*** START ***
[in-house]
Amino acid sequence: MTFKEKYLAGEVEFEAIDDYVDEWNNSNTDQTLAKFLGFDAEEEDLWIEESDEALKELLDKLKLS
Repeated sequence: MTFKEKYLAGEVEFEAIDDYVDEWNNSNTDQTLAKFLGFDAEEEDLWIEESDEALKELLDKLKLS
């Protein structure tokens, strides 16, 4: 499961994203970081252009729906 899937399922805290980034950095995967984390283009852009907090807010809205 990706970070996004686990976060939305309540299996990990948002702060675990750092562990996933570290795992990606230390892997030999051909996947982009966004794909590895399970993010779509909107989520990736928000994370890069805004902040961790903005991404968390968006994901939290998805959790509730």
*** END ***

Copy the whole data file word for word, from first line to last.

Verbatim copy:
[in-house]
Amino acid sequence: MTFKEKYLAGEVEFEAIDDYVDEWNNSNTDQTLAKFLGFDAEEEDLWIEESDEALKELLDKLKLS
Repeated sequence: MTFKEKYLAGEVEFEAIDDYVDEWNNSNTDQTLAKFLGFDAEEEDLWIEESDEALKELLDKLKLS
């Protein structure tokens, strides 16, 4: 499961994203970081252009729906 899937399922805290980034950095995967984390283009852009907090807010809205 990706970070996004686990976060939305309540299996990990948002702060675990750092562990996933570290795992990606230390892997030999051909996947982009966004794909590895399970993010779509909107989520990736928000994370890069805004902040961790903005991404968390968006994901939290998805959790509730």